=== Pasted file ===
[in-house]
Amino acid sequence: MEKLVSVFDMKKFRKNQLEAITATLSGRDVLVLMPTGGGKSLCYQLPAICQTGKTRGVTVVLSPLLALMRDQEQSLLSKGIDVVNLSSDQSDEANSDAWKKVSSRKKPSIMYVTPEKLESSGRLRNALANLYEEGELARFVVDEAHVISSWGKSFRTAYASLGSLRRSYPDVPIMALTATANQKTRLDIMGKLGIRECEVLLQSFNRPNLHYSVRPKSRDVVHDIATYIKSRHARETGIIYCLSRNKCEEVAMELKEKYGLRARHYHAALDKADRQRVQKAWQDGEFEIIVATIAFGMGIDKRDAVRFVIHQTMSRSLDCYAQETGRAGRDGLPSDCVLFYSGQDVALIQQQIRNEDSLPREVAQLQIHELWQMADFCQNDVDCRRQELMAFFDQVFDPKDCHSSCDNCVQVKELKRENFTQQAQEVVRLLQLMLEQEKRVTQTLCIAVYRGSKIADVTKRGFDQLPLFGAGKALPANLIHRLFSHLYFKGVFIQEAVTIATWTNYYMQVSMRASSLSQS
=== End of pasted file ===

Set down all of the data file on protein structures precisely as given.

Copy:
[in-house]
Amino acid sequence: MEKLVSVFDMKKFRKNQLEAITATLSGRDVLVLMPTGGGKSLCYQLPAICQTGKTRGVTVVLSPLLALMRDQEQSLLSKGIDVVNLSSDQSDEANSDAWKKVSSRKKPSIMYVTPEKLESSGRLRNALANLYEEGELARFVVDEAHVISSWGKSFRTAYASLGSLRRSYPDVPIMALTATANQKTRLDIMGKLGIRECEVLLQSFNRPNLHYSVRPKSRDVVHDIATYIKSRHARETGIIYCLSRNKCEEVAMELKEKYGLRARHYHAALDKADRQRVQKAWQDGEFEIIVATIAFGMGIDKRDAVRFVIHQTMSRSLDCYAQETGRAGRDGLPSDCVLFYSGQDVALIQQQIRNEDSLPREVAQLQIHELWQMADFCQNDVDCRRQELMAFFDQVFDPKDCHSSCDNCVQVKELKRENFTQQAQEVVRLLQLMLEQEKRVTQTLCIAVYRGSKIADVTKRGFDQLPLFGAGKALPANLIHRLFSHLYFKGVFIQEAVTIATWTNYYMQVSMRASSLSQS